We human beings, as social creatures, are drawn to trustworthy people.

Trustworthiness binds people together, while deceitfulness alienates people. When mutual deceit replaces mutual trust, criticism overwhelms cooperation. Anarchical behavior then rears its ugly head, the fires of which no man-made control system can extinguish.

The Baha’i teachings laud trustworthiness as one of the highest and most spiritual human virtues:

Trustworthiness is the greatest portal leading unto the tranquility and security of the people. In truth the stability of every affair hath depended and doth depend upon it. All the domains of power, of grandeur and of wealth are illumined by its light. – Baha’u’llah, Tablets of Baha’u’llah, p. 37.

general-shua-alai

General Shu’a Ala’i

Here’s an example: the Baha’i Shu’a’u’llah Ala’i (1889-1984) was a man of sterling qualities—especially trustworthiness. From Persia, now Iran, such was his reputation for trustworthiness, personal integrity, honesty and reliability that he was held in high esteem by all. Even in lawsuits, while their cases were being tried, people who knew Shu’a would entrust funds to him while the court decided where the payments should go. He was often named as a trustee of estates in last wills and testaments, not just be friends but by total strangers.

Following WWI, the Persian government borrowed heavily from British banks. In 1921, it happened that the salaries of soldiers in a bitterly cold region in the north of the country had not been paid. Braving frigid conditions, Shu’a Ala’i assumed the role of paymaster and traveled to this wintry region. His efficiency resulted in his being promoted to Chief Controller of army finances—a position he held for 25 years, during which time he organized various departments and wrote manuals for procurement officers and quartermasters and rose to the rank of General.

Included among his outstanding services was his work in reorganizing and modernizing the Ministry of Post and Telegraph. For many years he served on boards of directors of Iran’s Bank Sepah and Bank Melli, where he protected the financial interests of the people, regardless of their background. As he rose in stature, General Ala’i became known in the highest circles for his trustworthiness and truthfulness. Eventually the Shah himself came to rely on him, with the royal family commissioning him to make an inventory of the Crown jewels, then valued at $7 billion.

Dr. Ugo Giachery observed that Shu’a Ala’i’s

…integrity greatly influenced developments in his native country. Such incomparable examples of a divinely guided, long, active life, reflecting Baha’i virtues will enrich the history of the Faith eternally.In Memoriam, Shu’a’u’llah ‘Ala’i, – 1889 – 1984, p. 4.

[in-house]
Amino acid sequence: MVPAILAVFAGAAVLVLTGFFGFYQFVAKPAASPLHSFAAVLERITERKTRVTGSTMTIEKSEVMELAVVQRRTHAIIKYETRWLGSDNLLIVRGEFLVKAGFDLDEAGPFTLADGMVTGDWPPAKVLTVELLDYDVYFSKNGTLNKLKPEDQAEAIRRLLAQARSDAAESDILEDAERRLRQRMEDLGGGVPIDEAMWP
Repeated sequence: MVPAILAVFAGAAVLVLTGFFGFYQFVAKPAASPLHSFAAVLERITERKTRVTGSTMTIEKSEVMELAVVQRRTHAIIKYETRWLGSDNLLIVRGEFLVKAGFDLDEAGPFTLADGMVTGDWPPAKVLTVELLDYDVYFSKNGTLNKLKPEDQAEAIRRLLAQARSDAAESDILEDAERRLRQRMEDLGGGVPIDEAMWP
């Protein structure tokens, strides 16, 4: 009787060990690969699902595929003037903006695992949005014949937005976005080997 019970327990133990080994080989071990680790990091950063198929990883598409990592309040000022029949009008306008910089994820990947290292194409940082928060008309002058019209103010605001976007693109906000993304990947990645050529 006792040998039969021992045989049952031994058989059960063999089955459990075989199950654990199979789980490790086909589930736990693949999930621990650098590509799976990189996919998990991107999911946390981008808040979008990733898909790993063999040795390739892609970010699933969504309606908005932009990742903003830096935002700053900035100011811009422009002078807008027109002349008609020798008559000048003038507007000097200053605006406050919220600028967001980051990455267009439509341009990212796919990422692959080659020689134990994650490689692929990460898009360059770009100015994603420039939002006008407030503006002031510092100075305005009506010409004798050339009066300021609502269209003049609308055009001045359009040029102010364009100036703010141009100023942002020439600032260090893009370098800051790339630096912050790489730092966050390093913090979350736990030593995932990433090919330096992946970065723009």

So profoundly did Shu’a Ala’i influence those he came in contact with that his nephew wrote of him:

Everyone respected him and gave praise for his high character traits, noble qualities
and divine attributes. Those coming to meet him felt in him greatness and became
calm and humble. His judgements were invariably correct and all those who worked
with him and for him carried out his wise instructions without question as they felt
them best to be put into practice.Tribute to Hand of the Cause Shua Alai.

All of us can probably cite similar examples of people we know who inspire complete trust. With such a rare quality, those who prove trustworthy truly shine.

But trustworthiness isn’t just a purely personal trait—it also holds societies together, creating cohesion and consensus. Sadly, many societies have experienced a breakdown in trust recently. In 2015, the global governing body of the Baha’is, the Universal House of Justice, addressed the critical issue of the breakdown of social cohesion:

Over the last year, it has become clearer still that … the social consensus around ideals
that have traditionally united and bound together a people is increasingly worn and spent.

It can no longer offer a reliable defence against a variety of self-serving, intolerant, and toxic ideologies that feed upon discontent and resentment.  … Well-meaning leaders of nations and people of goodwill are left struggling to repair the fractures evident in society … The effects of all this are not only to be seen in outright conflict or collapse in order. In the distrust that pits neighbor against neighbor and severs family ties, the antagonism of so much of what passes for social discourse, in the casualness with which appeals to ignoble human motivations are used to win power and pile up riches—in all these lie unmistakable signs that the moral force which sustains society has become gravely depleted.

“Trustworthiness becomes the foundation on which all of the other virtues are based,” says Dorothy Marcic in her landmark book, Managing with the Wisdom of Love:

Without an expectation of truthfulness, without any trust, other virtues or good
behaviors become meaningless. What good is a kind, considerate, and helpful
associate who may cheat us tomorrow? Or a charming, charismatic business
partner who lies? Or a good listener who then backbites us later? Also, the most
vulnerable; once trust is broken, the other virtues are also lost. Trustworthiness
requires integrity and honesty… – Dorothy Marcic, Managing with the Wisdom of Love, p. 48.

Trustworthiness is one of the greatest human virtues. Baha’u’llah makes clear the importance of trustworthiness for every human being and every civilization:  

Trustworthiness is in truth the best of vestures for your temples and the most glorious crown for your heads. – Baha’u’llah, Tablets of Baha’u’llah, p. 38.

The opinions and views expressed in this article are those of the author only and do not necessarily reflect the opinion of BahaiTeachings.org or any institution of the Baha’i Faith.

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